Lessons from India for Africa’s healthcare entrepreneurs

Thursday, July 17, 2014

Access to high-quality, low-cost healthcare services is a big challenge in many African countries. There are few public hospitals in most areas and those available are often under-staffed, under-funded and lack basic facilities. Low-income earners and people residing in rural areas face even greater difficulties accessing the most basic care.

Entrepreneurs are increasingly investing in thehealthcare sector to bridge the gap, but they face a myriad of hurdles in delivering quality services as well as value to shareholders, and have to challenge accepted approaches.

As Africa’s population increases and incomes rise, the demand for wider access to high-quality and affordable healthcare is expected to climb. A report by professional services firm KPMG, titled ‘Delivering high-quality, low-cost care at scale’, highlights case studies of successful hospital chains in India that African businesses can learn from.

Here are the success stories of three hospitals started byentrepreneurs in India and the strategies they have deployed to scale their operations and be commercially successful.

Targeting under-served areas

The Vaatsalya chain of hospitals, founded in 2005 by two doctors Ashwin Naik and Veerendra Hiremath, targets clients in semi-urban and rural areas who have limited or no access to healthcare facilities.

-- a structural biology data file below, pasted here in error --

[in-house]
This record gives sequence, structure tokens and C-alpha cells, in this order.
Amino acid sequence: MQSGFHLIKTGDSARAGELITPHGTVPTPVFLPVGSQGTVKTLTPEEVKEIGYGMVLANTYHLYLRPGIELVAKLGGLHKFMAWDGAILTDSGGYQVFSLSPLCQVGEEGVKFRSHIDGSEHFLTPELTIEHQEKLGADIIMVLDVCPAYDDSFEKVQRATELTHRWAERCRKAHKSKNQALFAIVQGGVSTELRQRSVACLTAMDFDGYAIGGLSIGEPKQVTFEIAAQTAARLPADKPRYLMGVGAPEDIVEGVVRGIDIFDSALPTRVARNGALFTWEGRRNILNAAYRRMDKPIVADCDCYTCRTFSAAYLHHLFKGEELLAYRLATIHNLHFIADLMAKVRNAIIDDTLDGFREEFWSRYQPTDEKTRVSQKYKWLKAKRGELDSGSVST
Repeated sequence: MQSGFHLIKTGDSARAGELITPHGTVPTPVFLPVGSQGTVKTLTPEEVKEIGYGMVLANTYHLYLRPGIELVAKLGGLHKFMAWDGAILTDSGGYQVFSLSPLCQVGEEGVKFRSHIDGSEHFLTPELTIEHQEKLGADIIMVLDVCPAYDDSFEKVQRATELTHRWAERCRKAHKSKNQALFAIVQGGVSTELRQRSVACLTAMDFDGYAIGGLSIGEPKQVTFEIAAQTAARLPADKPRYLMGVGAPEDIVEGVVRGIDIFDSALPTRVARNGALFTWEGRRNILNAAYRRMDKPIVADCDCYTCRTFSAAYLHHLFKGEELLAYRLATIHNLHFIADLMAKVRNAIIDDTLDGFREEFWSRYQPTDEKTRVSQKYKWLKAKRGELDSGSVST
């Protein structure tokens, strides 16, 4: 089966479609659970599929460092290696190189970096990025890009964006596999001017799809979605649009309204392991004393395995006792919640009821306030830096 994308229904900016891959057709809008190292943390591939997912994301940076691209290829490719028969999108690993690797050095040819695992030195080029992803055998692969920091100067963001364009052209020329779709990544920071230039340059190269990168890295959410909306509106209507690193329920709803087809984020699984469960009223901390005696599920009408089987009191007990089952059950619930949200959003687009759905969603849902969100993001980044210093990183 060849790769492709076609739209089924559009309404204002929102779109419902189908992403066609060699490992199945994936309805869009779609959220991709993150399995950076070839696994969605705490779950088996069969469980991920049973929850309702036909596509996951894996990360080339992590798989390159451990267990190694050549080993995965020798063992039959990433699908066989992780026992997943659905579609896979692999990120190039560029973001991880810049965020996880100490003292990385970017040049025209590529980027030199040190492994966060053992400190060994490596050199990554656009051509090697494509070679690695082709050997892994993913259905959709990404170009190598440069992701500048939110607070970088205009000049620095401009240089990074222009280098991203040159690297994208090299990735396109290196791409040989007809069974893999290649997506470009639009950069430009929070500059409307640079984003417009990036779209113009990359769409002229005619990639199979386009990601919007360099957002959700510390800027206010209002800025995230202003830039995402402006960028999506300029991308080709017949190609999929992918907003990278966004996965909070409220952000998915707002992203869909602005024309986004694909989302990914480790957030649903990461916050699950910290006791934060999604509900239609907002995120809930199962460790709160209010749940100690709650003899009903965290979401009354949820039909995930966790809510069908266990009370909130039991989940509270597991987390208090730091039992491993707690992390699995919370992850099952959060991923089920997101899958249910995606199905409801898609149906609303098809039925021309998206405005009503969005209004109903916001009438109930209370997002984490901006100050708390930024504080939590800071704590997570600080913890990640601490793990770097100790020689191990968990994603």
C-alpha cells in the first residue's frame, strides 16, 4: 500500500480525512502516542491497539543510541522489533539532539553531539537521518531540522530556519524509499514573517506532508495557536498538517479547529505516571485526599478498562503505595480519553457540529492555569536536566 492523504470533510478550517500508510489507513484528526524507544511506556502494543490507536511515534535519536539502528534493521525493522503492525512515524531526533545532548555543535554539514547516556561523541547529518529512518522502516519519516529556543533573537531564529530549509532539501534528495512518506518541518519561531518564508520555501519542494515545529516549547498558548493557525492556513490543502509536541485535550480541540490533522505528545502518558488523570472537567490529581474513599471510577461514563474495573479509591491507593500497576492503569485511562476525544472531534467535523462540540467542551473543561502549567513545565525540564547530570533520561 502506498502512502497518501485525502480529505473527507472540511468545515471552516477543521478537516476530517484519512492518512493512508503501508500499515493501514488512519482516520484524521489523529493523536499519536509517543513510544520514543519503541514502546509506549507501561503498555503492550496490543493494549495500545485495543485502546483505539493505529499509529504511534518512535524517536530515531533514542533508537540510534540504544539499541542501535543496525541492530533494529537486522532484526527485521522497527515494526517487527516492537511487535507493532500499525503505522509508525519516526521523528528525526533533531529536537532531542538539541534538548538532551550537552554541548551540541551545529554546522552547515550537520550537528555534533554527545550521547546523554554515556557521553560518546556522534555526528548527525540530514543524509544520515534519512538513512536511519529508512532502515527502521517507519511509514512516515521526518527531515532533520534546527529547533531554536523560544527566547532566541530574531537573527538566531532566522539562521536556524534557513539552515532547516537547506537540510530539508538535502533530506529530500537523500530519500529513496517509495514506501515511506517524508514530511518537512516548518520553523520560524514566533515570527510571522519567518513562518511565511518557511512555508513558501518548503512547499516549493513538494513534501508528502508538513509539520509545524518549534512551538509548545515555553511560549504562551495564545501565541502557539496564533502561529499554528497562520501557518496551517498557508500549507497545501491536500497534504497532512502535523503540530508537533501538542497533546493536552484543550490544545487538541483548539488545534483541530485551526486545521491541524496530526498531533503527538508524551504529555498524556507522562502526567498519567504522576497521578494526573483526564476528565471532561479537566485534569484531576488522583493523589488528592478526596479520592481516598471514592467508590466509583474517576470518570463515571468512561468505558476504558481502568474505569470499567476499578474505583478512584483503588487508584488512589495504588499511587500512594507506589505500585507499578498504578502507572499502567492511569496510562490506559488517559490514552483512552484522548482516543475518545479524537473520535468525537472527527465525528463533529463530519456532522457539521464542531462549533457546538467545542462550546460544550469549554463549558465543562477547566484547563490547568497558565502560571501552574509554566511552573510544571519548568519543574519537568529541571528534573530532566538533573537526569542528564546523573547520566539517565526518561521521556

Key components of the business model include bringing doctors back to rural areas and reducing the brain drain, making no major real estate investments and eliminating frills such as decor, ward kitchens and cafeterias.

Every year its 50-70 bed capacity hospitals each serve more than half a million patients, offering core services that include mother and child care, general surgery, diagnostics and emergency care.

The chain expands its hospital network based on people’s needs in a particular region, the gap in health service provision, and the availability of doctors either locally or those who are willing to move to that geography.

“This combination of targeting an under-served but large market focusing on common conditions, gives Vaatsalya a clear market niche and sufficient scale and focus to achieve cost savings – most of these are benefits from standardisation, flow and specialisation rather than economies of scale,” says KPMG.

Source: HowWeMadeItInAfrica (link opens in a new window)

Categories
Health Care
Tags
Base of the Pyramid, global health, healthcare technology, poverty, rural healthcare delivery